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was now a prospect of ease and plenty; for Fenton had merit, and Craggs had generosity: but the small-pox suddenly put an end to the pleasing expectation. • When Pope, after the great success of his Iliad, undertook the Odysey, being, as it seems, weary of translating, he determined to engage auxiliaries. Twelve books he took to himself, and twelve he distributed between Broome and Fenton: the books allotted to Fenton were the first, the fourth, the nineteenth, and the twentieth. It is obfervable that he did not take the eleventh, which he had before translated into blank verse, neither did Pope claim it, but committed it to Broome. How the two associates
performed their parts is well known to the readers of poetry, who have never been able to distinguish their books from those of Pope.
In 1723 was performed his tragedy: of Marianne ; to which Southerne, at whose house it was written, is said to have contributed such hints as his theatrical experience supplied. When it was shewn to Cibber it was rejected by him, with the additional infolence of advising Fenton to engage himself in fome employment of honest labour, by which he might obtain that support which he could never hope from his poetry. The play was acted at the other theatre, and the brutal petulance of Cibber was confuted, though perhaps not Thamed, by:
general applause. Fenton's profits are said to have amounted to near a thousand pounds, with which he discharged a debt contracted by his attendance at court.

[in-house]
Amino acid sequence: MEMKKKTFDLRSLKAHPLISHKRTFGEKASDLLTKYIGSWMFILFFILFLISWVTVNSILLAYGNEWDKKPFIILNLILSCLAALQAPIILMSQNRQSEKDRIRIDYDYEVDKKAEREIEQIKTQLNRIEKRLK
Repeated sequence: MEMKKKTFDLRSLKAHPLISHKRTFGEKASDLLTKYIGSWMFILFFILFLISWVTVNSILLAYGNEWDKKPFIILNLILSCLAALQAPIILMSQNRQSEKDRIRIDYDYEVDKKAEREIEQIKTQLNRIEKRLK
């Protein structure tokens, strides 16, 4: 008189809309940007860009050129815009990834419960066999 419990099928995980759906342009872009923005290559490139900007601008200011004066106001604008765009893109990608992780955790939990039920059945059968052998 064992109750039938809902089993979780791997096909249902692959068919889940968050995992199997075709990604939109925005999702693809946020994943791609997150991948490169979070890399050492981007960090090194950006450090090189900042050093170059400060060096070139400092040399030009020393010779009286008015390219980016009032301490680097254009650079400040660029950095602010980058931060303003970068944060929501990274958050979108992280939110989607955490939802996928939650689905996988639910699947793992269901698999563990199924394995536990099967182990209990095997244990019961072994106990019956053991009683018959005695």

Fenton seems to have had some peculiar system of versification. Alariamne is written in lines of ten syllables, with few of those redundant terminations which the drama not only admits but requires, as more nearly approaching to real dialogue. The tenor of his verse is so uni. form that it cannot be thought casual, and yet upon what principle he so constructed it, is difficult to discover. .
The mention of his play brings to my mind a very trifling occurrence: Fenton was one day in the company of Broome his associate, and Ford a clergyman, at that time too well known, whose abilities, instead of furnishing convivial merriment to the voluptuous and diffolute, might have enabled him to excel among the virtuous and the wife. They determined all to see the Merry Wives of Windsor, which was acted that night; and Fenton, as a dramatick poet, took them to the stage-doğr; where the doorkeeper enquiring who they were, was told that they were three very necessary men, Ford, Broome, and Fenton. The name in the play, which Pope restored
to Brook, was then Broome. .::... " · It was perhaps after his play that he
undertook to revise the punctuation of Milton's Poems, whichi, as the author neither wrote the original copy nor cor
rected the press, was supposed capable of amendment. To this edition he prefixed a short and elegant account of Milton's life, written at once with tenderness and integrity.
He published likewise (1729) a very fplendid edition of Waller, with notes often useful, often entertaining, but too much extended by long quotations from Clarendon. Illustrations drawn from a book so eafily consulted should be made by reference rather than transcription.
The latter part of his life was calm and pleasant. The relict of Sir William
Trumbal invited him, by Pope's reconimendation, to educate her son ; whom he first instructed at home, and then attended to Cambridge. The lady afterwards